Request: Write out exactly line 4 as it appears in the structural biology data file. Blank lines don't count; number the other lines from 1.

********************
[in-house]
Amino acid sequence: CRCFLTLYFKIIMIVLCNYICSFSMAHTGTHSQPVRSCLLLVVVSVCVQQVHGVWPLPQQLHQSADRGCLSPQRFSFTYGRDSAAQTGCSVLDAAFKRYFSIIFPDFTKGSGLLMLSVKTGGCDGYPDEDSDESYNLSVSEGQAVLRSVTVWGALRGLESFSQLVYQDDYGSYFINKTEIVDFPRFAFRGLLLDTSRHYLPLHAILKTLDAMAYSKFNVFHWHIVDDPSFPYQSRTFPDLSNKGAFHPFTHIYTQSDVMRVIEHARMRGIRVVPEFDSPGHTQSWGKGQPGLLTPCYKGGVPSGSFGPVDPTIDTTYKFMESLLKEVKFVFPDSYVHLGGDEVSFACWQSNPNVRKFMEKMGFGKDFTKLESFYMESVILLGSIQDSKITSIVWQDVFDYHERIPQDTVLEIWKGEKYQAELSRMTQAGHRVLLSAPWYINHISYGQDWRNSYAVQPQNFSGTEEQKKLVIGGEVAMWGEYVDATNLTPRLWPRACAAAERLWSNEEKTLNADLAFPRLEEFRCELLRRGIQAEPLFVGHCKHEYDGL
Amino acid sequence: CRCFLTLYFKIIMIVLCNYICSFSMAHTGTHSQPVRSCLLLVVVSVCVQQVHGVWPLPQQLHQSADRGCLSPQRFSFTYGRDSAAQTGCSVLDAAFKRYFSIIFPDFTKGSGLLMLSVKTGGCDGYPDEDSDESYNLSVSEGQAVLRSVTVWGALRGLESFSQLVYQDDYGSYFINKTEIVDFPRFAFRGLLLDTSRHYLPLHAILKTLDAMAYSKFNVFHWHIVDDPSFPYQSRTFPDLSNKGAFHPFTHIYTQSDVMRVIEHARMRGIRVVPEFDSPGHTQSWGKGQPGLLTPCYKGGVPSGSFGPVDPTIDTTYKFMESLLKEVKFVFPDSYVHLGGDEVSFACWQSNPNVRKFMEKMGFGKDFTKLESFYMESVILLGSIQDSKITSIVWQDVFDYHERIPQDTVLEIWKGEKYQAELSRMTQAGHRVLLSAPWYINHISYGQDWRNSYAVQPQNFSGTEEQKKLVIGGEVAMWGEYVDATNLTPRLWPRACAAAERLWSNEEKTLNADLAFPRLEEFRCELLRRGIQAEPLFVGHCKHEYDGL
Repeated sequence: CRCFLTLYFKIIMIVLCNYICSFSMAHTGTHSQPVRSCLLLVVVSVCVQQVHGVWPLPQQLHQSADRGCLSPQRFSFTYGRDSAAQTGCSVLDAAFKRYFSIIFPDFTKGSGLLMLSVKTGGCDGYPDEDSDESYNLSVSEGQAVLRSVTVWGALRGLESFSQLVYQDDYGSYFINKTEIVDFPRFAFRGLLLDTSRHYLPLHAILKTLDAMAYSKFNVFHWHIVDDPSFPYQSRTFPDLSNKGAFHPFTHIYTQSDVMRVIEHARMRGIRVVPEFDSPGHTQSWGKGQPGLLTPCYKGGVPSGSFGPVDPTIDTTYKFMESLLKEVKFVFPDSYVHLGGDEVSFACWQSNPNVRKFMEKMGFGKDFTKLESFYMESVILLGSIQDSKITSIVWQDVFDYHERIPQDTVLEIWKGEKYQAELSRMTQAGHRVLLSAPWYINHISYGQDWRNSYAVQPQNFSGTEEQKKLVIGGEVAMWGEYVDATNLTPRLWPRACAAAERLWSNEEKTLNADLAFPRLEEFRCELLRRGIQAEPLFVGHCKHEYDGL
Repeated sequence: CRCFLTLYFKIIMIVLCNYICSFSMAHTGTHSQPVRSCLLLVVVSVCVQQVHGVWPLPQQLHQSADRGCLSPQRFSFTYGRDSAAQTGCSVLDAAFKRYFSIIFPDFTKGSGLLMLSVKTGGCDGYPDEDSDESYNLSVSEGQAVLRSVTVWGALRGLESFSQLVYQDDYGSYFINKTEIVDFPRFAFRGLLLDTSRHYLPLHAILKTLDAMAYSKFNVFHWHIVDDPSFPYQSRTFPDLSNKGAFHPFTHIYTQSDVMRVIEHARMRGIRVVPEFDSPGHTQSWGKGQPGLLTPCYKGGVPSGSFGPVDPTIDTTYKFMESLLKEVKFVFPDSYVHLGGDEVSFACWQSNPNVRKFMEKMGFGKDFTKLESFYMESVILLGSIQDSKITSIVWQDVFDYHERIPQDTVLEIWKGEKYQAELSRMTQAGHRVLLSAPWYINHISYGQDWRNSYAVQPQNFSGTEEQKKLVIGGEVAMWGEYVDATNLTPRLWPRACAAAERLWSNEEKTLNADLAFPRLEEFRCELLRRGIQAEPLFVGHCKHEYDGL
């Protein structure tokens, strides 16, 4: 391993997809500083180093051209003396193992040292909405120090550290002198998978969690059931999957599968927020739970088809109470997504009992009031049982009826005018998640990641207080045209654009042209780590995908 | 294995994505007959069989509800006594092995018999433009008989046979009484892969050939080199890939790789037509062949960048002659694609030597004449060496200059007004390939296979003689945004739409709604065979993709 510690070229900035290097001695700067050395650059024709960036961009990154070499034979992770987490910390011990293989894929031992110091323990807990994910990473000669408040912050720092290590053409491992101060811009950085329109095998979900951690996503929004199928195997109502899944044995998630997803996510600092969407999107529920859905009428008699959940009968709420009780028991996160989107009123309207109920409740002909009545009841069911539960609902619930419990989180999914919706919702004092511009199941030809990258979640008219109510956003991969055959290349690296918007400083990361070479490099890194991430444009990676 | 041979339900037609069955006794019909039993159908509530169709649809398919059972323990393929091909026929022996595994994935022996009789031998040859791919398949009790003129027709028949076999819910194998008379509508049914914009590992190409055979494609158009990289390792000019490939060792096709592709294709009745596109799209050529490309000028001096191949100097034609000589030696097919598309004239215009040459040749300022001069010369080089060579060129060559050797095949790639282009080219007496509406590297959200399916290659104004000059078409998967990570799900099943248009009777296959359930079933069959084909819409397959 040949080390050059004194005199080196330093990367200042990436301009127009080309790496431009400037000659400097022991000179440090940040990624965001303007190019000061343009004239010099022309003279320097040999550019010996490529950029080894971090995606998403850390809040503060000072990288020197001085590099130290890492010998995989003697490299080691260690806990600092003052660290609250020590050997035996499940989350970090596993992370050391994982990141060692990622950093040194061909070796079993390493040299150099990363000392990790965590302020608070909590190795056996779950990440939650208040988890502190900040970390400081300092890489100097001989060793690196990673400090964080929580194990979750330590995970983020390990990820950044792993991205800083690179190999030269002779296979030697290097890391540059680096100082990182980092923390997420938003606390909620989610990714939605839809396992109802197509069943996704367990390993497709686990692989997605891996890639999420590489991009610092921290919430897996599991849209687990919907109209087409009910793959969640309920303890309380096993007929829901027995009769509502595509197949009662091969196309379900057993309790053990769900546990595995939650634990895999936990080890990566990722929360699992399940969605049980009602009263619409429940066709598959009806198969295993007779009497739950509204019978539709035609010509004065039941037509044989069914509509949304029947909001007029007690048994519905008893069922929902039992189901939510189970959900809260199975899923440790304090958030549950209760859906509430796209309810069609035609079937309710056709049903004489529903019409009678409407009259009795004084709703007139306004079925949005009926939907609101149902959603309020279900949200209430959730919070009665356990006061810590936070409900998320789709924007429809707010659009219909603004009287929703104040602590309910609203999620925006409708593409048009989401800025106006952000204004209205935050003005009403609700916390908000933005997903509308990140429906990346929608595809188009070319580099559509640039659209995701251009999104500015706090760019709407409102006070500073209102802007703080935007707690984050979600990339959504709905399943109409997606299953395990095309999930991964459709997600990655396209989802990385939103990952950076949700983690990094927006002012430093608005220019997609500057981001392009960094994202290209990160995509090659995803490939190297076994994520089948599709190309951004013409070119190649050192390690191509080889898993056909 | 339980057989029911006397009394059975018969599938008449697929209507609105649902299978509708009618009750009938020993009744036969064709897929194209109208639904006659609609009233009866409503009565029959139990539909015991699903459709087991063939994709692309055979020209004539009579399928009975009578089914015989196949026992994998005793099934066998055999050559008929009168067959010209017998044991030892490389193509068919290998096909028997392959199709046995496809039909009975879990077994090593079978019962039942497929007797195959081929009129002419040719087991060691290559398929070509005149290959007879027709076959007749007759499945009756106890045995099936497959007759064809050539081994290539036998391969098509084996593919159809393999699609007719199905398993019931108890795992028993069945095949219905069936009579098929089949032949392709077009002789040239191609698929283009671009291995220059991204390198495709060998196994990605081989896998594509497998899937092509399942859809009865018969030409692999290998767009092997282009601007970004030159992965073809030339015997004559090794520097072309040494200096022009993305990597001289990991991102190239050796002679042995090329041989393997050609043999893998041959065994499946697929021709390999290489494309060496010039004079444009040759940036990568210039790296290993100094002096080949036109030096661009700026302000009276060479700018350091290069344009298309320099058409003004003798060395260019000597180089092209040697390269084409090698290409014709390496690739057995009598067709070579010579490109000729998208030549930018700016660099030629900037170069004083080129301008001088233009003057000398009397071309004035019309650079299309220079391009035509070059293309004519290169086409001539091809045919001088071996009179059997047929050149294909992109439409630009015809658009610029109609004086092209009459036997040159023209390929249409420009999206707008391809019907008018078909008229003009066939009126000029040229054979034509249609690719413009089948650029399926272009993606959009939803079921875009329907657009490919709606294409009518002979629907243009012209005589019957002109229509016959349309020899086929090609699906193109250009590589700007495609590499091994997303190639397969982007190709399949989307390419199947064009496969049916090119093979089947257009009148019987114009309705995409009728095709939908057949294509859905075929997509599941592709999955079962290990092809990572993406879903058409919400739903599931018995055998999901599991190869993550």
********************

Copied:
Repeated sequence: CRCFLTLYFKIIMIVLCNYICSFSMAHTGTHSQPVRSCLLLVVVSVCVQQVHGVWPLPQQLHQSADRGCLSPQRFSFTYGRDSAAQTGCSVLDAAFKRYFSIIFPDFTKGSGLLMLSVKTGGCDGYPDEDSDESYNLSVSEGQAVLRSVTVWGALRGLESFSQLVYQDDYGSYFINKTEIVDFPRFAFRGLLLDTSRHYLPLHAILKTLDAMAYSKFNVFHWHIVDDPSFPYQSRTFPDLSNKGAFHPFTHIYTQSDVMRVIEHARMRGIRVVPEFDSPGHTQSWGKGQPGLLTPCYKGGVPSGSFGPVDPTIDTTYKFMESLLKEVKFVFPDSYVHLGGDEVSFACWQSNPNVRKFMEKMGFGKDFTKLESFYMESVILLGSIQDSKITSIVWQDVFDYHERIPQDTVLEIWKGEKYQAELSRMTQAGHRVLLSAPWYINHISYGQDWRNSYAVQPQNFSGTEEQKKLVIGGEVAMWGEYVDATNLTPRLWPRACAAAERLWSNEEKTLNADLAFPRLEEFRCELLRRGIQAEPLFVGHCKHEYDGL